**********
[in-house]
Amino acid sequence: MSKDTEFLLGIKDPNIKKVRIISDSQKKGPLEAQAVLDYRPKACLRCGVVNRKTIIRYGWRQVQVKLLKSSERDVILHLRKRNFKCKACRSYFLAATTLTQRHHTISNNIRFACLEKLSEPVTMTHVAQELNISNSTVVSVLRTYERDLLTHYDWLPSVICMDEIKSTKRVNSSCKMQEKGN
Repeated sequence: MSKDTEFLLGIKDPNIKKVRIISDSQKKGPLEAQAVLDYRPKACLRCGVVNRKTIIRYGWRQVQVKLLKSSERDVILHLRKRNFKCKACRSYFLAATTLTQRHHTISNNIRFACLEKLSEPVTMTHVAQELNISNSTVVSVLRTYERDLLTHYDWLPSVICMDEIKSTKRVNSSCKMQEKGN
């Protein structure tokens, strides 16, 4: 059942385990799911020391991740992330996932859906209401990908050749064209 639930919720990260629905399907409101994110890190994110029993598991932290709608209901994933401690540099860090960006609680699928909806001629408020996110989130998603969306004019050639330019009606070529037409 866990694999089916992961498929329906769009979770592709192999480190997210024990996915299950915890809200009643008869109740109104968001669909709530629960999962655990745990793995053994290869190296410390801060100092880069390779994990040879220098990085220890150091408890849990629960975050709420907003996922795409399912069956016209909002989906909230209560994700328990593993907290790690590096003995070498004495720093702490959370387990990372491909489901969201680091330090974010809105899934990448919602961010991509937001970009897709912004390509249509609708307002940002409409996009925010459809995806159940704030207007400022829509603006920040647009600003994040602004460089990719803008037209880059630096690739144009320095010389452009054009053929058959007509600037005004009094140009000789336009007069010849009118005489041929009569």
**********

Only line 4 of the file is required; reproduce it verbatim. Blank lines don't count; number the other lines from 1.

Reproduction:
């Protein structure tokens, strides 16, 4: 059942385990799911020391991740992330996932859906209401990908050749064209 639930919720990260629905399907409101994110890190994110029993598991932290709608209901994933401690540099860090960006609680699928909806001629408020996110989130998603969306004019050639330019009606070529037409 866990694999089916992961498929329906769009979770592709192999480190997210024990996915299950915890809200009643008869109740109104968001669909709530629960999962655990745990793995053994290869190296410390801060100092880069390779994990040879220098990085220890150091408890849990629960975050709420907003996922795409399912069956016209909002989906909230209560994700328990593993907290790690590096003995070498004495720093702490959370387990990372491909489901969201680091330090974010809105899934990448919602961010991509937001970009897709912004390509249509609708307002940002409409996009925010459809995806159940704030207007400022829509603006920040647009600003994040602004460089990719803008037209880059630096690739144009320095010389452009054009053929058959007509600037005004009094140009000789336009007069010849009118005489041929009569």